But there's one looming question that neither Goldman nor the press has answered: How much exactly did Goldman make from its big-time bets against the housing market? Goldman spokesman Lucas van Praag said in a statement on Saturday that the report released by the firm "demonstrates conclusively that we did not make a significant amount of money in the mortgage market"; however, in the set of emails released by the Senate investigations subcommittee, Goldman CEO Lloyd Blankfein writes in an email that "Of course we didn't dodge the mortgage mess. We lost money, then made more than we lost because of shorts." In a different email released by the subcommittee, Goldman CFO David Viniar reacts to news of losses in the mortgage markets, and of Goldman's subsequent gains, by writing, "Tells you what might be happening to people who don't have the big short."

How much Goldman made—whether it's negligible as company purports it to be, or more significant than that—remains to be seen. Did the firm merely try to counterbalance its long bets on the housing market with the shorts? Or did it reap a massive payday? This week's hearings in the investigation subcommittee, which bring to Washington top Goldman executives like Blankfein, could finally shed some light on this mystery.

Inside Goldman Sachs' "Big Short"

| Sat Apr. 24, 2010 9:27 AM EDT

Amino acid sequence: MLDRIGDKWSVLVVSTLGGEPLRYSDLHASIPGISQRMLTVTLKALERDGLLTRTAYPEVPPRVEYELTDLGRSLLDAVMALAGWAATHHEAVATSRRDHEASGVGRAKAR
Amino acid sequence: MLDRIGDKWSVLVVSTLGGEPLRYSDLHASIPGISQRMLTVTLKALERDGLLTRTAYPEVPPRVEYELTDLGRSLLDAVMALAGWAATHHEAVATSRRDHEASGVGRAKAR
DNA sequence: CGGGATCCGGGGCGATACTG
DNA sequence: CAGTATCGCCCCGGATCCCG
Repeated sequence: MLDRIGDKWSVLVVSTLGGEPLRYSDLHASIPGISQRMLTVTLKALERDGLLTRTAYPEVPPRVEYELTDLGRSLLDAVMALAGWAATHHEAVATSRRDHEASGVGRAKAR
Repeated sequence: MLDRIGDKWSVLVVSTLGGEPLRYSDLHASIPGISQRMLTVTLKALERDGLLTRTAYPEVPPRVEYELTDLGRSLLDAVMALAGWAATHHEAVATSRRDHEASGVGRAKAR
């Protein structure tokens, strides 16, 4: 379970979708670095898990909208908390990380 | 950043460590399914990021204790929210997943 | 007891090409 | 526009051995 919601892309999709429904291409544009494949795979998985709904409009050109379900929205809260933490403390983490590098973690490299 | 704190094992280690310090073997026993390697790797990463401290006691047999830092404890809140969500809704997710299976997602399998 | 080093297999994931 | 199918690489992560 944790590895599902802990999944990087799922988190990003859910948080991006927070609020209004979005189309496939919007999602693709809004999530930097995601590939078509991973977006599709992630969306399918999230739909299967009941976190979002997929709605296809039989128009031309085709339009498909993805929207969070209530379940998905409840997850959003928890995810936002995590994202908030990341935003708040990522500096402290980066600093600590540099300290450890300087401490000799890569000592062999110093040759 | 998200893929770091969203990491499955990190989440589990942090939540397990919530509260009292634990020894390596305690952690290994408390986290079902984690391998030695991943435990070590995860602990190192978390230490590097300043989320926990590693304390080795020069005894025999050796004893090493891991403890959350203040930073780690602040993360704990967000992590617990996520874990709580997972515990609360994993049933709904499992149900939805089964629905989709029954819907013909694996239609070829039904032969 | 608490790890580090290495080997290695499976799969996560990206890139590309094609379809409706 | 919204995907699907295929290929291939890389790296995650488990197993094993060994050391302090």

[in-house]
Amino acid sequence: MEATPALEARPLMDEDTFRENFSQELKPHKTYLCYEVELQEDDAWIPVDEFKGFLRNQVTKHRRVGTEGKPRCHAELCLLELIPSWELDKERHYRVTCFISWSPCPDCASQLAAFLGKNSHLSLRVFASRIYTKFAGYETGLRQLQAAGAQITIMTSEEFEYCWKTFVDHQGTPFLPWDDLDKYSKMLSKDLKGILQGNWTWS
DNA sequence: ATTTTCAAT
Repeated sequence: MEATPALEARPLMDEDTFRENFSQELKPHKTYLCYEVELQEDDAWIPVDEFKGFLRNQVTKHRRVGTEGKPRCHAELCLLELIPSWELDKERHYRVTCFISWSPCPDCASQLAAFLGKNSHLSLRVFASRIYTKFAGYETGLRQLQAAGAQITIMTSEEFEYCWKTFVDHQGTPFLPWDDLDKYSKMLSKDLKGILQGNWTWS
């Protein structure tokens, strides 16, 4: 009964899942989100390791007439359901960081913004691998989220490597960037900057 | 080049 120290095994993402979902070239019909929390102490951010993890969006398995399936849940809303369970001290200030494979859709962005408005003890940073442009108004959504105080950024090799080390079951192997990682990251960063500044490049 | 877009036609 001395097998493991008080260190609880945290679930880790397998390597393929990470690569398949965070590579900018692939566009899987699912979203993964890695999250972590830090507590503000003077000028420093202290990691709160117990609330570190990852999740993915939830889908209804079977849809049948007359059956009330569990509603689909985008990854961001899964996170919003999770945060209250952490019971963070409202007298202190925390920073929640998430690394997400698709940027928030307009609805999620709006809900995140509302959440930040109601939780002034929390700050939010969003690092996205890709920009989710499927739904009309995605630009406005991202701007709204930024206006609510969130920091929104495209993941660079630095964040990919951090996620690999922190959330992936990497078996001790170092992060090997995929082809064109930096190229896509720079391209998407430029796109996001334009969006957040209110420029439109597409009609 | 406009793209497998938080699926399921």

A newly released set of internal Goldman Sachs emails offers further evidence of how the investment firm knowingly bet big against the housing market—what one top executive called its "big short"—and even wagered against mortgage-tied products of its own creation. The documents, released this morning by a Senate committee investigating Goldman and other investment firms, will fuel charges that Goldman positioned itself against the interests of its clients and most Americans. And while not as severe as the Securities and Exchange Commission's ongoing suit against Goldman, the emails are sure to heap more pressure on the under-fire Wall Street titan.

In one October 2007 email exchange, a member of Goldman's fixed income, currency, and commodities desk, Michael Swenson, discusses the now-infamous mass downgrades of $32 billion of mortgage bonds by the rating agency Moody's that month. Those downgrades all but killed the subprime mortgage market, resulted in huge losses on Wall Street, and woke banks and traders up to the realization that the housing bubble was about to burst. For Goldman, though, that was good news, the emails show. In that same exchange, Swenson says Goldman's asset-backed securities desk "will be up between 30 and 35 [million]" on news of the downgrades. Another Goldman staffer responds, "Sounds like we will make some serious money."

A May 2007 exchange inside Goldman includes information on the "wipeout" of a mortgage security from Long Beach Mortgage Company, a former subsidiary of the failed bank Washington Mutual. The security also happened to be underwritten and sold by Goldman. One Goldman staffer says this is bad news, because it'll cost the firm $2.5 million; however, the same staffer adds that because Goldman had bet against that very same security, it netted $5 million, easily covering its losses.